The Bookshelf: April Book Recap


Cheers to wrapping up the first book of The Bookshelf! We kicked off with the book Contagious: Why Things Catch On by Jonah Berger and the marketing girl inside me was geeking out with every page turn. I’ve taken notice of this before but this book made it abundantly clear how closely marketing and psychology are linked. Fun fact: when I was in school, I minored in Psychology for a hot second but had to drop it because I was already taking too many courses and my plate was overflowing (story of my life). I wish I had made time for those classes though because Berger proves that being able to get inside consumers heads and understand their thinking is a huge bonus as a marketer!


I love the way Berger broke down his research into 6 sections. He calls them STEPPS. Each section outlines a different reason why something catches on. The STEPPS are: Social Currency, Triggers, Emotions, Public, Practical Value, and Stories. A lot of people ask “how do you make something go viral” or “how did that person gain traction and this other person didn’t” or “why was that campaign so successful”. By outlining the STEPPS, Berger shows that there is no special sauce or secret to it. Things catch on for a variety of reasons but always fall within one or several of these categories.

Of course, as a business owner, I was trying to relate his findings to my own business. While I think there’s truth to all of them, for a service-based business, I feel that Emotions and Stories are the two methods I personally use the most. After reading this book, it's really pushing me to think outside of the box and try to understand the minds of my clients and audience in order to better connect with them!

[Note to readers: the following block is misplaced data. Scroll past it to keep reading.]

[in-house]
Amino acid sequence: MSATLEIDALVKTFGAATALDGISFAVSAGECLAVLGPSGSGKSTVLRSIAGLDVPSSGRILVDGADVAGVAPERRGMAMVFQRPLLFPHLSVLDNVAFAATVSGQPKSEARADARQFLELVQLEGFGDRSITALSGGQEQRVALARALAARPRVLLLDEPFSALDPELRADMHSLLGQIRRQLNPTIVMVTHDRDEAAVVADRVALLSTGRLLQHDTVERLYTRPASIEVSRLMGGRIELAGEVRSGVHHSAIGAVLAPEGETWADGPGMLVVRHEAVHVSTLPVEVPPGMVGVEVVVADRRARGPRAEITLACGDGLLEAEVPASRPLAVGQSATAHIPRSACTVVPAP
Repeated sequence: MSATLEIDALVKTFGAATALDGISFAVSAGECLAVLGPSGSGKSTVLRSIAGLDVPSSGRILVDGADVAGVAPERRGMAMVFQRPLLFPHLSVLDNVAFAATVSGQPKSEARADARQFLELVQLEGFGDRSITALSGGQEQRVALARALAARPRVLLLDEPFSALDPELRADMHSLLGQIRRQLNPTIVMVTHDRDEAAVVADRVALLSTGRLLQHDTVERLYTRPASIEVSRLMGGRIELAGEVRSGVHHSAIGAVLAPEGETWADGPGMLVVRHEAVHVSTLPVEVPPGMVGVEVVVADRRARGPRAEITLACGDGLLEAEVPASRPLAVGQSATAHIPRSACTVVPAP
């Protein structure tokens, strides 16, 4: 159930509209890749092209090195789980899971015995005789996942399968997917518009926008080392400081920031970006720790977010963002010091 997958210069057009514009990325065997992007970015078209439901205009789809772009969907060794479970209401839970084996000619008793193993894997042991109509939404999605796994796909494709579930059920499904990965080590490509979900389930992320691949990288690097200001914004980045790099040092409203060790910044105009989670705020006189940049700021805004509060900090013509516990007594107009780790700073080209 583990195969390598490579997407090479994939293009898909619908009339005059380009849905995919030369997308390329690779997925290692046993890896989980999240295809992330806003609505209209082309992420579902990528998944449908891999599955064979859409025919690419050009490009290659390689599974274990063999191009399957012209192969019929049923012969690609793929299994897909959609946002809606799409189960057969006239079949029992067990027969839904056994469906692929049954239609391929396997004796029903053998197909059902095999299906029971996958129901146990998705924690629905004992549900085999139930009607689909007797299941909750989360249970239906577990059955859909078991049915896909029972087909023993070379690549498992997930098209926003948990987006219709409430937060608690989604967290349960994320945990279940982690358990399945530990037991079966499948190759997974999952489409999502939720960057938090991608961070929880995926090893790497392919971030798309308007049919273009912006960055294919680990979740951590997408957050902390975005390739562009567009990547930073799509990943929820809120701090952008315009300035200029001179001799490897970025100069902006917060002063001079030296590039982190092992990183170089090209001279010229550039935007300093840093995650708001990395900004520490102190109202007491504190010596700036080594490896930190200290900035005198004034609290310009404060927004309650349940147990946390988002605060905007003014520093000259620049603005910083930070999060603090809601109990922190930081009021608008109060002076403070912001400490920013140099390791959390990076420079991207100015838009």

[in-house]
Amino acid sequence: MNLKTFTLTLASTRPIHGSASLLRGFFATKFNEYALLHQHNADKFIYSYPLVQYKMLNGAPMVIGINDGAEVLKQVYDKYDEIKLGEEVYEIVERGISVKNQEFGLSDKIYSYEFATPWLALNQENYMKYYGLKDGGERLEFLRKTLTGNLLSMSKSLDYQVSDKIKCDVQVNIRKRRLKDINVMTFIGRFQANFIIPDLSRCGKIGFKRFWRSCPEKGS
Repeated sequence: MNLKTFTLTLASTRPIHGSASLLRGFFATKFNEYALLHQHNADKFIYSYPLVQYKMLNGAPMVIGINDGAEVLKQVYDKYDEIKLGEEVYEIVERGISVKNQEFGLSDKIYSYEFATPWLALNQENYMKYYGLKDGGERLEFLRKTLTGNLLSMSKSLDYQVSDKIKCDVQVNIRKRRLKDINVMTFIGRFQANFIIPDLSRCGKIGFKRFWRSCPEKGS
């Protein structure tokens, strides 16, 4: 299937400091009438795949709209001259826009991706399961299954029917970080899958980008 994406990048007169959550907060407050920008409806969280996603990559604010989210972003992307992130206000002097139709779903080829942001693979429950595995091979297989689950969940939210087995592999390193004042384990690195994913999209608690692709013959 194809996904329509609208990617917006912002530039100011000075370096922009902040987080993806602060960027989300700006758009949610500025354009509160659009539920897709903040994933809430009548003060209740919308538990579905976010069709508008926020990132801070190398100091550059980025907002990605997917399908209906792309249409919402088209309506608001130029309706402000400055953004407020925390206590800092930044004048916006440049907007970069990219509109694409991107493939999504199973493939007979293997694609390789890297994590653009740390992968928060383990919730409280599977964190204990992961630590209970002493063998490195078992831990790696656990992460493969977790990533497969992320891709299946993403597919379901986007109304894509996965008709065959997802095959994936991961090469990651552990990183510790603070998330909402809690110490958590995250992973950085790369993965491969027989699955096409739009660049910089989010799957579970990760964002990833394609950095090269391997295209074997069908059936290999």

During the live discussion last night, a good friend and member of The Bookshelf, Laura Neff, called out a quote from the book that really resonated with me. Berger says “Seeing a jar of peanut butter not only triggers us to think about peanut butter, it also makes us think about its frequent partner, jelly. Triggers are like little environmental reminders for related concepts and ideas.”

I love this quote so much because it’s so relevant to all aspects of life. Certain smells trigger memories from your past, a certain picture can trigger a thought about a friend, and a symbol or icon can trigger a thought about your favorite brand. This is such a key takeaway from this book because there are so many ways to include triggers into your business. When you send a gift to your client, they will think of you every time they see it. If you use a consistent color scheme and images for all of your graphics, your audience will start to automatically know it’s you when they see it. See where I’m going with this?



My favorite part of the book was in the Emotions chapter when Berger discusses the Google campaign titled “Parisian Love” promoting their search engine capabilities. There are no actors in the video and no one is speaking but the emotion is so powerful. They accomplish this by using the product through visuals and sound. Watch the full video here.


So there you have it! I’m so happy we kicked off The Bookshelf with Contagious. It was a great book filled with a ton of insight. If you haven’t read the book yet, I highly recommend it. If you have read the book, check out the questions below and leave a comment!

Have you read Contagious already? What is your favorite part of the book and one key takeaway that you’re keeping in your back pocket?